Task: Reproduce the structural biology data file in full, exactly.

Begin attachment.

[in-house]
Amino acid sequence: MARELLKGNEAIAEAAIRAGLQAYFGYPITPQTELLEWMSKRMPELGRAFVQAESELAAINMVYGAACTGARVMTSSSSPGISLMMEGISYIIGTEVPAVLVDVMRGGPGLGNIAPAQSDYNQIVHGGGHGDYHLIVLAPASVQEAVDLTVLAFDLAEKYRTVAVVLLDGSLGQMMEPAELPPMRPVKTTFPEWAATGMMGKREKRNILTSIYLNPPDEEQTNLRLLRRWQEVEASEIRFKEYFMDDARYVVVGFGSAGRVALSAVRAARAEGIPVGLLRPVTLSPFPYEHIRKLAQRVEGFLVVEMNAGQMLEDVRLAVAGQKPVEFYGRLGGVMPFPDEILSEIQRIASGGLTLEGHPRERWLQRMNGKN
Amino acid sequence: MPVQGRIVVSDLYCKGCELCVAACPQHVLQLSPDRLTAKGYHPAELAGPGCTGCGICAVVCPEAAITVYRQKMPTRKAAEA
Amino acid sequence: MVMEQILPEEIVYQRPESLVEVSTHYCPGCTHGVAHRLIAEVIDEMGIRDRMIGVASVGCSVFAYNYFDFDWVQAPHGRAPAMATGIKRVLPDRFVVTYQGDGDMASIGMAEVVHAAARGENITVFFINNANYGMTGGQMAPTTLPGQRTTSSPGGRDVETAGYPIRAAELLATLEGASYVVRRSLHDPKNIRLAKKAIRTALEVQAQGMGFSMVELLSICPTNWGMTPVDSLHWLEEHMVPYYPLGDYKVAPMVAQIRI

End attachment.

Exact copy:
[in-house]
Amino acid sequence: MARELLKGNEAIAEAAIRAGLQAYFGYPITPQTELLEWMSKRMPELGRAFVQAESELAAINMVYGAACTGARVMTSSSSPGISLMMEGISYIIGTEVPAVLVDVMRGGPGLGNIAPAQSDYNQIVHGGGHGDYHLIVLAPASVQEAVDLTVLAFDLAEKYRTVAVVLLDGSLGQMMEPAELPPMRPVKTTFPEWAATGMMGKREKRNILTSIYLNPPDEEQTNLRLLRRWQEVEASEIRFKEYFMDDARYVVVGFGSAGRVALSAVRAARAEGIPVGLLRPVTLSPFPYEHIRKLAQRVEGFLVVEMNAGQMLEDVRLAVAGQKPVEFYGRLGGVMPFPDEILSEIQRIASGGLTLEGHPRERWLQRMNGKN
Amino acid sequence: MPVQGRIVVSDLYCKGCELCVAACPQHVLQLSPDRLTAKGYHPAELAGPGCTGCGICAVVCPEAAITVYRQKMPTRKAAEA
Amino acid sequence: MVMEQILPEEIVYQRPESLVEVSTHYCPGCTHGVAHRLIAEVIDEMGIRDRMIGVASVGCSVFAYNYFDFDWVQAPHGRAPAMATGIKRVLPDRFVVTYQGDGDMASIGMAEVVHAAARGENITVFFINNANYGMTGGQMAPTTLPGQRTTSSPGGRDVETAGYPIRAAELLATLEGASYVVRRSLHDPKNIRLAKKAIRTALEVQAQGMGFSMVELLSICPTNWGMTPVDSLHWLEEHMVPYYPLGDYKVAPMVAQIRI